|● With summer in the rearview mirror and fall now upon us, hunting season has commenced. Busch Light has geared up accordingly to create a hunt of its own this Sunday during the YellaWood 500 at Talladega (Ala.) Superspeedway with Kevin Harvick leading the way. The 2014 NASCAR Cup Series champion and winner of 58 Cup Series races is, of course, dressed appropriately. Harvick’s No. 4 Busch Light Ford Mustang rolls into Talladega carrying a sportsman theme, with blaze orange signifying Busch Light’s #Hunt4Busch challenge. Fans can win up to $1,000 in beer money in each stage of the race by logging onto their Twitter feed, following @BuschBeer, and turning on their notifications. At the beginning of each stage, Busch Light will provide different targets for fans to hunt while watching the race live on NBC, and all fans have to do is tweet #Hunt4Busch and #Sweepstakes when they spot one of the targets. It’s the only way to bag some bucks from the comfort of your couch.|
● Harvick comes into Talladega on a four-race top-10 streak, a run punctuated by a strong second-place drive Sept. 18 at Bristol (Tenn.) Motor Speedway where he led three times for 71 laps. Before finishing second at Bristol, Harvick finished eighth Sept. 11 at Richmond (Va.) Raceway and fifth Sept. 4 at Darlington (S.C.) Raceway. In his most recent outing last Sunday at Las Vegas Motor Speedway, Harvick came home ninth. He has finished among the top-15 in the last 10 races, a streak that began July 11 with an 11th-place result at Atlanta Motor Speedway.
● Harvick has scored 20 top-10s in the 30 races run this season, third-most among NASCAR Cup Series drivers. Only Kyle Larson (22 top-10s) and Denny Hamlin (21 top-10s) are ahead of Harvick in this category.
● Harvick is currently 10th in the NASCAR Playoff standings, seven points below the cutline with only two races remaining before the current 12-driver playoff field is whittled down to eight. Harvick is in the midst of his 12th consecutive playoff appearance and his 15th overall. He has advanced into the Round of 12 in all eight editions of the current playoff format. Coming into this season, he had advanced all the way to the Round of 8 since 2014, and five times he’s competed in the Championship 4, winning the title in 2014.
● The driver of the No. 4 Busch Light #Hunt4Busch Ford Mustang finished fourth in his last outing at Talladega in April. Harvick led three times for 12 laps to increase his laps-led total at the 2.66-mile oval to 276. It was his eighth top-five and 17th top-10 in 41 career NASCAR Cup Series starts at Talladega.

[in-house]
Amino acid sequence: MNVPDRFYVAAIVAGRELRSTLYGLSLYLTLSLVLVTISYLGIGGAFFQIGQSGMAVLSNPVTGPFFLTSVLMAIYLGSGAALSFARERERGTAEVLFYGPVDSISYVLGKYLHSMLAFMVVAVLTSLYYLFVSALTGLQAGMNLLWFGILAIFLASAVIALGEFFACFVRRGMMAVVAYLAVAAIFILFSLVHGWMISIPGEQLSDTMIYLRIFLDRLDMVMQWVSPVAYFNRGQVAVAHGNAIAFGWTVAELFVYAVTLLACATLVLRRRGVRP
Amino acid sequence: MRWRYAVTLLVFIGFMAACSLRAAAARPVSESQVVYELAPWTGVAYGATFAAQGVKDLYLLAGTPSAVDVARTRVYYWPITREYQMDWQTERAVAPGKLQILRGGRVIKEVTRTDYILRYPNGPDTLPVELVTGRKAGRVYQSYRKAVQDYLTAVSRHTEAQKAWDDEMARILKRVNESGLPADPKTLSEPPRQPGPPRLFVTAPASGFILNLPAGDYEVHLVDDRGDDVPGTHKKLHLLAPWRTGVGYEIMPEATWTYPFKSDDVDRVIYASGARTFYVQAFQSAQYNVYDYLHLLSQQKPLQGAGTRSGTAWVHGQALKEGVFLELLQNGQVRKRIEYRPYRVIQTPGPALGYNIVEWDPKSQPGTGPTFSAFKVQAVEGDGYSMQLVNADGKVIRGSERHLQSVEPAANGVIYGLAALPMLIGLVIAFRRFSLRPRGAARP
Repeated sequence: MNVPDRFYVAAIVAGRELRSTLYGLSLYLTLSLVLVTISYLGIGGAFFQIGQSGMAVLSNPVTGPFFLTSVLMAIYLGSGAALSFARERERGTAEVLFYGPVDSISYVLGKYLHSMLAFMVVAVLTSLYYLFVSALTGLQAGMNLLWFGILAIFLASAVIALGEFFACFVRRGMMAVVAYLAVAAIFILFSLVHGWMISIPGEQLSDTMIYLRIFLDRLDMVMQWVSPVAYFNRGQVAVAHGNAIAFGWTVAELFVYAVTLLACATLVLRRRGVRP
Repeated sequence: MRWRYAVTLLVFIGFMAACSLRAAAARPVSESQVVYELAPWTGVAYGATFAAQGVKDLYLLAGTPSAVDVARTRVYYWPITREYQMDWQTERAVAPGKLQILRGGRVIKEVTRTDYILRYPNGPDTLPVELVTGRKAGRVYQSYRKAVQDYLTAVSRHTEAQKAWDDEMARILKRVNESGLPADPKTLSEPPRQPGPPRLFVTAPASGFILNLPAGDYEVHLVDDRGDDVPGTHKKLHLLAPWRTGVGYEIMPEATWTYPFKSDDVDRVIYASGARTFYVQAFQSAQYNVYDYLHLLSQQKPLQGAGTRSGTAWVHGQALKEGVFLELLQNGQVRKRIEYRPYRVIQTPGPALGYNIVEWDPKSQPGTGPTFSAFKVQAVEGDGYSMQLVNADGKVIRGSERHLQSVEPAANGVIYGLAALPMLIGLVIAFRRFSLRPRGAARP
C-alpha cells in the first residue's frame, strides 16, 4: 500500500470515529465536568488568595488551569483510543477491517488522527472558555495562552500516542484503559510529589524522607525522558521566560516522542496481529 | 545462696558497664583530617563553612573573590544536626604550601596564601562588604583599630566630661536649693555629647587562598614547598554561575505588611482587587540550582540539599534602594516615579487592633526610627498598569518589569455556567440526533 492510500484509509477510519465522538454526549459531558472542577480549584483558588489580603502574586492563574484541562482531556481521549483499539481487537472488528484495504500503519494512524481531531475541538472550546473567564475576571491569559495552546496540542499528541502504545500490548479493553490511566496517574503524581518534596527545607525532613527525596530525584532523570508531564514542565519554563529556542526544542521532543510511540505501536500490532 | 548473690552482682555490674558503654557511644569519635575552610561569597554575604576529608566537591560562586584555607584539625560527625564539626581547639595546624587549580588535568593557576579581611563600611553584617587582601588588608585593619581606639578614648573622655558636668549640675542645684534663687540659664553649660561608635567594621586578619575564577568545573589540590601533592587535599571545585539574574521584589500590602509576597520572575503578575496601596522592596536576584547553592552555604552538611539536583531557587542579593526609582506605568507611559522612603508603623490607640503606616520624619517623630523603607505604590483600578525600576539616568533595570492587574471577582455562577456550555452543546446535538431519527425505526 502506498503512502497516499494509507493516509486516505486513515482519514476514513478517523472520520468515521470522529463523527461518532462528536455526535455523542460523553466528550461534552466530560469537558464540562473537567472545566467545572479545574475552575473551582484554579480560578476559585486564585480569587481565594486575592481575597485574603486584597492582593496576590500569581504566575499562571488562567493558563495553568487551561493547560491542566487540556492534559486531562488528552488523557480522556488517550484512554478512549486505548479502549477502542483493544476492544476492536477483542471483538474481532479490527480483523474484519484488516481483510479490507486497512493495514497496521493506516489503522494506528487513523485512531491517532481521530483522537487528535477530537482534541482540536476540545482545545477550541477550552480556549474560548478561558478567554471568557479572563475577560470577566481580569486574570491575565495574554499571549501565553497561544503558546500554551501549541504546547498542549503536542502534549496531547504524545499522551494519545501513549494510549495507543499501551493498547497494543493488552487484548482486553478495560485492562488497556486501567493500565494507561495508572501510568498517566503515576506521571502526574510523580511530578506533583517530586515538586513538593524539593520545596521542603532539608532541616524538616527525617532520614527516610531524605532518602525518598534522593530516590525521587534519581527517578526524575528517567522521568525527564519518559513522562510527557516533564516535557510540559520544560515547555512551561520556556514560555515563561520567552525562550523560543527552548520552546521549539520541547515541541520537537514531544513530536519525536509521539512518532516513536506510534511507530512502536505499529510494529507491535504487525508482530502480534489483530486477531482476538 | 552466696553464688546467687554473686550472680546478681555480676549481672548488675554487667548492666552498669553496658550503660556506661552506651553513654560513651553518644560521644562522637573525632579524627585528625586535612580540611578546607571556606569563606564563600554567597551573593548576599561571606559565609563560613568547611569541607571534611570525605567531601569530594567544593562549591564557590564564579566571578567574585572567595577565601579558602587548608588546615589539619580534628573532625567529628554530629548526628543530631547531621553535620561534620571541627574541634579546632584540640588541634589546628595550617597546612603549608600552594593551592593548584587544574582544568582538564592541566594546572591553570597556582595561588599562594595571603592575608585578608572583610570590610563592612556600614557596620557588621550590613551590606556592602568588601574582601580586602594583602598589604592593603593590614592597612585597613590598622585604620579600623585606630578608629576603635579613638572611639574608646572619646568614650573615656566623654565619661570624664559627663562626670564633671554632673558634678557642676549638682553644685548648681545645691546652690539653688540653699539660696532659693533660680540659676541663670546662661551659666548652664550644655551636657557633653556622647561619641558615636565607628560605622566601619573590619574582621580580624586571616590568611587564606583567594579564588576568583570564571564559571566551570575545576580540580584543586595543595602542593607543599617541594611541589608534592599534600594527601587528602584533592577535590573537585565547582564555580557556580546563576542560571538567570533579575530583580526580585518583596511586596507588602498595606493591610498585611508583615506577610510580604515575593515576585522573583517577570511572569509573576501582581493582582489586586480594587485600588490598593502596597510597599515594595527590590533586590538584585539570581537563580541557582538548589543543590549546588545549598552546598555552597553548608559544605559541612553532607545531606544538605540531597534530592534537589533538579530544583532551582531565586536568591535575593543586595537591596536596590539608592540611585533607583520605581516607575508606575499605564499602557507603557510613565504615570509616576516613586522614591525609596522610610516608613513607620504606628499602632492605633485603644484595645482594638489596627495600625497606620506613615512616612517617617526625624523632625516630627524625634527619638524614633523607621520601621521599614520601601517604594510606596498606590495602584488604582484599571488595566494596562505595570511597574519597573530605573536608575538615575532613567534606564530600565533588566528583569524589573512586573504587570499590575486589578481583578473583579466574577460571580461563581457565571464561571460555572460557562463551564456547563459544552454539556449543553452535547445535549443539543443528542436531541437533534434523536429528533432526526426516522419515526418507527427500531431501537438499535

● Harvick’s eight top-fives at Talladega tie him with Kurt Busch, Brad Keselowski and Joey Logano for the second-most among active NASCAR Cup Series drivers. Hamlin stands at the top of this category with nine top-fives at Talladega.
● Harvick’s 17 top-10s at Talladega are the second-most among active NASCAR Cup Series drivers. Only Busch has more (21 top-10s).
● Among those stats is a lone win at Talladega. Harvick came out the victor in a dogfight of a NASCAR Cup Series race at Talladega on April 25, 2010. There were an incredible 88 lead changes in the 200-lap race around the 2.66-mile oval and three massive accidents that collected a total of 24 cars. Harvick kept his car intact throughout each bout of calamity and despite leading only two laps, the second lap led was the one that counted most. Harvick got underneath race-leader Jamie McMurray in the track’s tri-oval to sweep past McMurray and take the win by just .011 of a second. It was just the 12th of Harvick’s 58 career Cup Series wins.
● In addition to his 41 NASCAR Cup Series starts at Talladega, Harvick has eight NASCAR Xfinity Series starts, with a best result of second in April 2006.
● At Talladega in October 2008, Stewart-Haas Racing (SHR) enjoyed one of its most dominant days ever. The team qualified 1-2-3-4 for the first time in its history. SHR drivers then led 155 of the race’s 193 laps (80.3 percent), including the last lap by Aric Almirola, who delivered SHR’s milestone 50th points-paying NASCAR Cup Series victory and the organization’s 11th win of 2018.